Sustainability Critical in Extractive Industries
As a final note in our conversation about metals of the future, the development of the extractive industry is inevitable considering global demand for energy and mobility— but policies must seek to ensure that any potential adverse implications on environmental, social, and governance (ESG) considerations are addressed.
As Alexandra Symeonidi and Luis Olguin described in their recent series about the rise of electric vehicles, mining can have adverse environmental consequences. It often requires large surface areas, which can damage biodiversity, and processing can cause high emissions as well as water and soil pollution.
There are legislative, regulatory, and policy tools available to national governments to help address the four main areas of environmental management in mining: water, biodiversity, waste, and emergency preparedness and response. Governments can seek to implement strict policies regarding the disposal of waste and mine tailings, and regulations can give authorities the ability to end operations if environmental protection, pollution mitigation, and waste management systems are not in place. But as with all national development policies, the implementation and enforcement of these measures requires adequate resources and institutional support success.
Host communities of the natural resource sector are vulnerable to potential adverse implications of mining activity through displacement (of indigenous communities) and harm from safety incidents.
When the expansion of the natural resource sector is not accompanied by diversified economic growth and employment expansion, it can be associated with increased poverty and inequality.
More broadly, when the expansion of the natural resource sector is not accompanied by diversified economic growth and employment expansion, it can be associated with increased poverty and inequality. This, in our view, undermines a country’s growth potential and in turn its medium- to long-term creditworthiness. And in conjunction with the other adverse implications, it can undermine the social support for mining activity in the short term.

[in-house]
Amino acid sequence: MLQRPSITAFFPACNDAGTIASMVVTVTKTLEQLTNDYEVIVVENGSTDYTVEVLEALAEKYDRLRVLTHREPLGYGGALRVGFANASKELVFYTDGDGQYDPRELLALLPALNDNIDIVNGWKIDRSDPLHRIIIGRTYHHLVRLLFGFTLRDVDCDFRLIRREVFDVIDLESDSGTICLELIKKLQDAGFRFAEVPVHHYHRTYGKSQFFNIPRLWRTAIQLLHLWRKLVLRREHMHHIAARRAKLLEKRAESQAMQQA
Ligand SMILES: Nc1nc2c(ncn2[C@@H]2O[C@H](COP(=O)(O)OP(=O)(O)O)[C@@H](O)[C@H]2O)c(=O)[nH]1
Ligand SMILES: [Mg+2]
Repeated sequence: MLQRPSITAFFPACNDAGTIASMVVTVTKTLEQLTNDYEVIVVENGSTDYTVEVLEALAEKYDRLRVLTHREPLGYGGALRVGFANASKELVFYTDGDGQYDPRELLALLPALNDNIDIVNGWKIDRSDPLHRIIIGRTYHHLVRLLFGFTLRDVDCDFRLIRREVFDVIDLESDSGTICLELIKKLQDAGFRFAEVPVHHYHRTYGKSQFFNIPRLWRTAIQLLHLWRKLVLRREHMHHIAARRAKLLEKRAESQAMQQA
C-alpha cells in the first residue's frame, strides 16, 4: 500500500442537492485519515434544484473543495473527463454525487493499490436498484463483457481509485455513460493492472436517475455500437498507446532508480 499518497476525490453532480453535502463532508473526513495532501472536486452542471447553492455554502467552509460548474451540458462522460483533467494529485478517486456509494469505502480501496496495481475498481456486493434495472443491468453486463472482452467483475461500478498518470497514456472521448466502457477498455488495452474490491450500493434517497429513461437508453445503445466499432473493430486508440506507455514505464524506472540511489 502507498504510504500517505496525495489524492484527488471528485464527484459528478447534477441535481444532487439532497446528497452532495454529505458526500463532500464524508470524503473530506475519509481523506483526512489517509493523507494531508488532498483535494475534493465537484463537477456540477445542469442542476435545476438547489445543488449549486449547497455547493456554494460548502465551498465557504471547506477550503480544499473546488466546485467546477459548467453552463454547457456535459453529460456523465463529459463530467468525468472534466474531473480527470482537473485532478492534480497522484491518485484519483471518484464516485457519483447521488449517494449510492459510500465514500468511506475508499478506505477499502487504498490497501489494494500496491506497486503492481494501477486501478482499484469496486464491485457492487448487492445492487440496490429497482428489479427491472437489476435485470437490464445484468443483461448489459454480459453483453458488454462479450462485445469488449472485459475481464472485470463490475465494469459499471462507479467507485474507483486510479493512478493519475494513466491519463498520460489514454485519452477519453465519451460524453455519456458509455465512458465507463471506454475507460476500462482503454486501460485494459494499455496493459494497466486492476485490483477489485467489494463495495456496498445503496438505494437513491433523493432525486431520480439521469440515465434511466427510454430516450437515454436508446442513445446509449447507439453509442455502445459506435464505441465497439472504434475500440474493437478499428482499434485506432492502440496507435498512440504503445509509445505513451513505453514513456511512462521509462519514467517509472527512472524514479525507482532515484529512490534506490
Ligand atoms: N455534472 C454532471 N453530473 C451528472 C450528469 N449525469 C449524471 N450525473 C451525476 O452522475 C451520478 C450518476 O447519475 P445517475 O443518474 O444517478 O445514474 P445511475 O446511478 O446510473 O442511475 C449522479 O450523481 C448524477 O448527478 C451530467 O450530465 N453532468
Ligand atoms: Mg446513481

Over the past year, there have been a notable number of public protests against mining operations in Latin America. As societal support for the sector has diminished, the political response has been populist policies that promise to maximize government revenue from the sector in the short term through increased taxes or nationalization of assets.
Strong governance is, in our view, critical for the prudent exploitation of natural resource wealth. In this vein, we believe that robust public finance management and corporate governance systems assist in bolstering transparency and accountability in the sector.
We believe opportunistic exploitation of natural resource wealth can be limited through enhanced transparency in the way contracts and licenses are awarded; the volume and value of natural resources extracted and exported; and how much revenue is collected by governments on the back of produced and exported resources. This requires disclosures on the part of both governments and mining companies.
We believe companies should disclose information by jurisdiction at a granular level to further anticorruption goals.
Corporate issuers in the mining industry should, in our view, uphold global best standards in their financial reporting. While we acknowledge that mining companies have the right to protect certain licensing and taxation information for competitive reasons, we believe that companies should disclose information by jurisdiction at a granular level to further anticorruption goals.
Equally so, poor or insufficient disclosure by governments and state-owned enterprises serves as a red flag presenting inherent risks to public finances through the potential ineffective or inefficient use of resources. Public frustration and distrust of the natural resource sector is, in our view, fueled by lack of transparency and accountability.
The Future of Metals
In conclusion, we believe the demand for metals of the future could contribute to stronger export revenues, fiscal proceeds, and investment flows in nascent producers—not the least in Sub-Saharan Africa and Latin America.
However, there is a risk that governments seek to opportunistically target the mining sector to temporarily maximize rent (particularly in Latin America), while considerable investments (in infrastructure) will be necessary to develop the sector (particularly in Africa).
The contribution of the metals of the future could prove more transformative in less developed parts of the world.
Additionally, while the emergence of mining capacity in developing countries is economically an appealing prospect given the potential revenue that can be generated from the exportation of natural resources, policies must seek to ensure that any potential adverse implications on ESG considerations are addressed.
In terms of investment opportunities, many of the established producers of the metals of the future we have discussed in this series (including China, Chile, and Indonesia) are categorized as low-beta countries, which generally have strong macroeconomic fundamentals and present investment-grade opportunities. The contribution of the metals of the future could allow for further diversification over the medium term; however, the developments could prove more transformative in less developed parts of the world.
We believe there is significant scope to generate alpha in frontier markets. In our investment process, we seek to unlock alpha by positioning in markets where the scope for fundamental improvements is inadequately reflected in the pricing of assets.
Metals of the Future Series
Yvette Babb is a hard and local currency portfolio manager on William Blair’s emerging markets debt (EMD) team.